1) Lower the bar
I had to let go of my notions of what I was going to get done on maternity leave. I was planning on it being a kind of ‘Golden Age’ for the blog – I’d head for a hike on the morning, take some photos in the sunshine, then put my lovely baby down for a nap and tap out a post on “How to Dress for Babywearing” or “Training for a Marathon, Post-Partum Style”. I even optimistically set up my desk in the nursery, all the better to write at one end of the room while my babe cooed in their crib at the other. I was going to be a blogging superstar – after all, I was totally off work for months and months, right. How else was I going to fill my days?
I did manage to blog a bit while he was a tiny baby, when he slept all the time. I even somehow managed to complete my post-grad qualification in Executive Coaching during his naps in those early weeks. But once his sleep got worse all I could do was survive – brain energy and time were pretty hard to come by. I couldn’t drive AND understand my Sat Nav at the same time, so creating quality content was out of the question. It is very telling that I have only just managed to write this post on the four month sleep regression, the day that my maternity leave finishes! And that’s ok. Stanley is alive, and I’m mostly sane. That was my real job over the last 9 months. Blog superstardom might have to wait until he goes to uni…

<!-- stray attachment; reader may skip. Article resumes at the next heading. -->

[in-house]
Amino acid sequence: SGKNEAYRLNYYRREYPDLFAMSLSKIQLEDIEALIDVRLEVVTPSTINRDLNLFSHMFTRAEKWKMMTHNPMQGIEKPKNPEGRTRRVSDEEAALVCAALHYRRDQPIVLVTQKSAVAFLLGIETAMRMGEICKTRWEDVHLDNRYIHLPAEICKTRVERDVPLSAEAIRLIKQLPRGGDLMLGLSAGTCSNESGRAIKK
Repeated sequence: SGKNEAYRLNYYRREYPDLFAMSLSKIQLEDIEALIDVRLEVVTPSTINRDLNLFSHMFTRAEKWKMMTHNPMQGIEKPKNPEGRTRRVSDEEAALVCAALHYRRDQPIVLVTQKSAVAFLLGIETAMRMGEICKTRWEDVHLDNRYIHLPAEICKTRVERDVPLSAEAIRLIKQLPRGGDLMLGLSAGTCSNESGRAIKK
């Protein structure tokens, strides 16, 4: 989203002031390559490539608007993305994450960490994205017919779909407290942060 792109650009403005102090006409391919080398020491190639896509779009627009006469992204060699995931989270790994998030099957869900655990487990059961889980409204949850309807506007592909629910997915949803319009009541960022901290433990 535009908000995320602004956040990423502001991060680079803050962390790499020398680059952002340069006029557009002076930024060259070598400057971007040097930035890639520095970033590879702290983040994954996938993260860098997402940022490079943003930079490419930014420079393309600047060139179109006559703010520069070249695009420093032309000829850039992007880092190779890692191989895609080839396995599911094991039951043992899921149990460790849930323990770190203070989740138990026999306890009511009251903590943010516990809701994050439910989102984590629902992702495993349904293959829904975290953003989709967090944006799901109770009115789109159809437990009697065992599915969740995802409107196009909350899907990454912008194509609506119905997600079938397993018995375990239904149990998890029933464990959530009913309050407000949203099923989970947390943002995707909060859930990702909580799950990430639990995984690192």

2) Grab sleep when you can
(Sorry for this really obvious one.) When Stanley slept, I did too, as much as I could. His naps were all over the place, and often, I’d just settle myself down and start drifting off, to be awoken by him screaming blue murder in the next-to-me cot. Literally the most horrible alarm clock ever – not only an ear-piercing shriek, but one that meant I had to get up and do something, immediately! More successful were our weeks of afternoon naps snuggled together in my bed – wonderful, cosy, but totally unproductive blog-wise. Sometimes when Stanley fell asleep in the car, I would park up on our drive, bring my eye mask and a blanket outside and sleep in the car next to him. I awoke once to the neighbour’s kids peering in the window as they arrived home from school. Hi, guys…